Members submit duty suspension proposals that they believe would benefit U.S. importers or producers, and each proposal goes through a vetting process meant to ensure the suspended tariff on an imported product does not come at the expense of a domestic manufacturer.
Staff on the Senate Finance Committee and House Ways and Means Committee, as well as the independent U.S. International Trade Commission, review each tariff request, according to the Ways and Means panel.
Relief provided under the bill is temporary; if a U.S. business begins manufacturing a covered product and the business objects to the extension, it will not be extended when it is up for renewal.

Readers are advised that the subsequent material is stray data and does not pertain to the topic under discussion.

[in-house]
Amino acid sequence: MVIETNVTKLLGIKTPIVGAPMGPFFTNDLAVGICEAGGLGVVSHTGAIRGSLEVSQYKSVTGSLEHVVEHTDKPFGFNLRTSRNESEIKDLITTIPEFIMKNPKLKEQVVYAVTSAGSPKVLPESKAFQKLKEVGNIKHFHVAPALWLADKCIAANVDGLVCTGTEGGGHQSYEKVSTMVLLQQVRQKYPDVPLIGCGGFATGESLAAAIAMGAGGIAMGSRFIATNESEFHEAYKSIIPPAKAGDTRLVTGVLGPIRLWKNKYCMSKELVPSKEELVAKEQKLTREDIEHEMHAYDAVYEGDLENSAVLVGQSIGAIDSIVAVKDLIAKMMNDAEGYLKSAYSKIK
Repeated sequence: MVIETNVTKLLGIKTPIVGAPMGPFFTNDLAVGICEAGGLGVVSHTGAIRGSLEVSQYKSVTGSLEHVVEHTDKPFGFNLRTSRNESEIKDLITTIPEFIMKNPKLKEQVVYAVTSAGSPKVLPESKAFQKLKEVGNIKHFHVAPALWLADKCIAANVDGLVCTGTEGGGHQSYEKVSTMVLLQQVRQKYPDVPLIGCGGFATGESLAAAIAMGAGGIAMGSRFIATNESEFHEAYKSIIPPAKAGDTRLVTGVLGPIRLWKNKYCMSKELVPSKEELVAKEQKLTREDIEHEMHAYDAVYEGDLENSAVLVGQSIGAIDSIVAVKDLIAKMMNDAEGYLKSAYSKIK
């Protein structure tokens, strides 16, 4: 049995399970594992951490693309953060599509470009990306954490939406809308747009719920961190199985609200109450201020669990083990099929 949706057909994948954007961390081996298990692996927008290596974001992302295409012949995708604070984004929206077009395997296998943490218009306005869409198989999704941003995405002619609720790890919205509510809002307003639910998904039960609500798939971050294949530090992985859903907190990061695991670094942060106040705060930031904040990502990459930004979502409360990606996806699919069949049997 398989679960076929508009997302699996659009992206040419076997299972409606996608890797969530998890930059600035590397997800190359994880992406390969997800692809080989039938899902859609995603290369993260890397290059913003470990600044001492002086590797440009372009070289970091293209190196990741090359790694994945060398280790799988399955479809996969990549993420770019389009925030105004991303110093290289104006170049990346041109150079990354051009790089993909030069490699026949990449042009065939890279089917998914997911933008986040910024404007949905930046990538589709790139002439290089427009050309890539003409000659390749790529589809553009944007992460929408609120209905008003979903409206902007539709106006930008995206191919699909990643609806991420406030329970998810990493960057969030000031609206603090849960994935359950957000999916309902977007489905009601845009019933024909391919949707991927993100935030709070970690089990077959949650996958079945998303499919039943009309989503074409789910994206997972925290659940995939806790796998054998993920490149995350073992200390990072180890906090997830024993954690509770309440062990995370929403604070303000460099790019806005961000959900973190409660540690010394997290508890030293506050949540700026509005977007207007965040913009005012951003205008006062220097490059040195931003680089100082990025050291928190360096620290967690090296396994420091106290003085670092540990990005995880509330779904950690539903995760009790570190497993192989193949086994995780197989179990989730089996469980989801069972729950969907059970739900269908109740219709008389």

Democrats on Tuesday pressed their GOP colleagues to support
the bill, and framed the legislation as a boost for the troubled economy. Democrats have titled
their legislation the U.S. Manufacturing Enhancement Act of 2010, and a House vote could come as early as Wednesday.
“This bill is a shot in the arm for U.S. manufacturers who need these products to keep making their goods and supporting American jobs,” said Rep. Sandy Levin (D-Mich.), chairman of the Ways and Means panel.
He said he hoped Republicans would support the legislation, which he said included help for businesses in their districts.
The Congressional Budget Office estimated the bill would cost $168.8 million in lost revenue in fiscal year 2011.